Miners Shot Down - commemorating the Marikana massacre
Remembering Marikana - Friday 14 August 2015
On 16 August 2012 South African police opened fire with live ammunition on thousands of striking platinum miners at Lonmin’s Marikana mine in the North West Province of South Africa. One hundred and twelve miners were shot and of those 34 died. The actions of police at Marikana were reminiscent of the apartheid era - Sharpeville in 1960 and Soweto in 1976 - where black people were shot for protesting. The Farlam Commission of Enquiry which was set up to investigate these killings ...largely absolved the police, the state, and Lonmin of any responsibility for this event. To date the families of the miners killed at Marikana have received no compensation.
What made the events at Marikana so shocking is that these killings took place under the auspices of a democratic, post-apartheid state with one of the most progressive constitution and bill of rights in the world. These killings are part of a growing trend of violence by the state toward non-violent protest and dissent in South Africa. The increasingly authoritarian tendencies of the South African state are retrogressive. These tendencies are undemocratic and threaten the right to free expression and legitimate protest.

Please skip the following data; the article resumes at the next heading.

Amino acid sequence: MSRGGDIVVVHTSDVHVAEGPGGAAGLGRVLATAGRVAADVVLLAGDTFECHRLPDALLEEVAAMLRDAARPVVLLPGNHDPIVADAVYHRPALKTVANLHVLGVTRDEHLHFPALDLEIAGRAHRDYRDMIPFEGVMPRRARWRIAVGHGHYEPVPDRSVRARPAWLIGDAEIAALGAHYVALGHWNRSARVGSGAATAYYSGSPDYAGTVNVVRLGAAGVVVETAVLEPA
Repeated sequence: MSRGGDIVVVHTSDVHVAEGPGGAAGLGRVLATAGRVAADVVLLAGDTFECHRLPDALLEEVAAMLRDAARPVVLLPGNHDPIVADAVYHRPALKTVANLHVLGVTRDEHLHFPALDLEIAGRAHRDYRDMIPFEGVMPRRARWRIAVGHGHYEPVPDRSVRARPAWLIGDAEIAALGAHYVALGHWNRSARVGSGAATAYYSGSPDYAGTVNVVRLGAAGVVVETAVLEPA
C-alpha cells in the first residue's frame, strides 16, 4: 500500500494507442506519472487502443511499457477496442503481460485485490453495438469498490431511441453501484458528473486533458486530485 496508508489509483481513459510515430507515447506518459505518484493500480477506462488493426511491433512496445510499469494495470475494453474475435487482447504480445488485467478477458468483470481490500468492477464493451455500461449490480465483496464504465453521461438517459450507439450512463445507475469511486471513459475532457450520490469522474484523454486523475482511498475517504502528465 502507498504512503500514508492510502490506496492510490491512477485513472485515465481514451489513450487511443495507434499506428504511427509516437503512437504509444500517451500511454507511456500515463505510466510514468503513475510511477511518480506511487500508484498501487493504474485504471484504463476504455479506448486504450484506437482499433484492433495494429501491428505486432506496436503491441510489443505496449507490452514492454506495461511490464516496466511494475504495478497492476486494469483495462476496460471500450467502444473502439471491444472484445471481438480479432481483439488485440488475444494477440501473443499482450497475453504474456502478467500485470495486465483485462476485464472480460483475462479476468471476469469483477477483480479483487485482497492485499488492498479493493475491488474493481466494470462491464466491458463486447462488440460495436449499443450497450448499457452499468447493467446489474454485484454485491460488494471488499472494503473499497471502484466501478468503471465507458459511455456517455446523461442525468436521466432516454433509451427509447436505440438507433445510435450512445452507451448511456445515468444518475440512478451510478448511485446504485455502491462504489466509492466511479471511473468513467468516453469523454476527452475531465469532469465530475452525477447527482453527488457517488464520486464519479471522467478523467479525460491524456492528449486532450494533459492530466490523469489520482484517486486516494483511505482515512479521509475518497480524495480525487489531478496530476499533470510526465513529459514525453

The struggle to end Apartheid was long and hard. Many people gave their lives to this struggle. Don’t let the deaths of the Marikana mine workers be in vain. Join War on Want to remember the miners and their familiesProgramme:
- 19:00 Opening Address by War on Want and representative from UNITE the Union
- 19:10 Screening of Miners Shot Down
- 20:10 Marikana: The Aftermath by James Nichol
- 20:30 Q&A with film maker, Rehad Desai
Read Ken Olende's piece about the cover up of the South African state here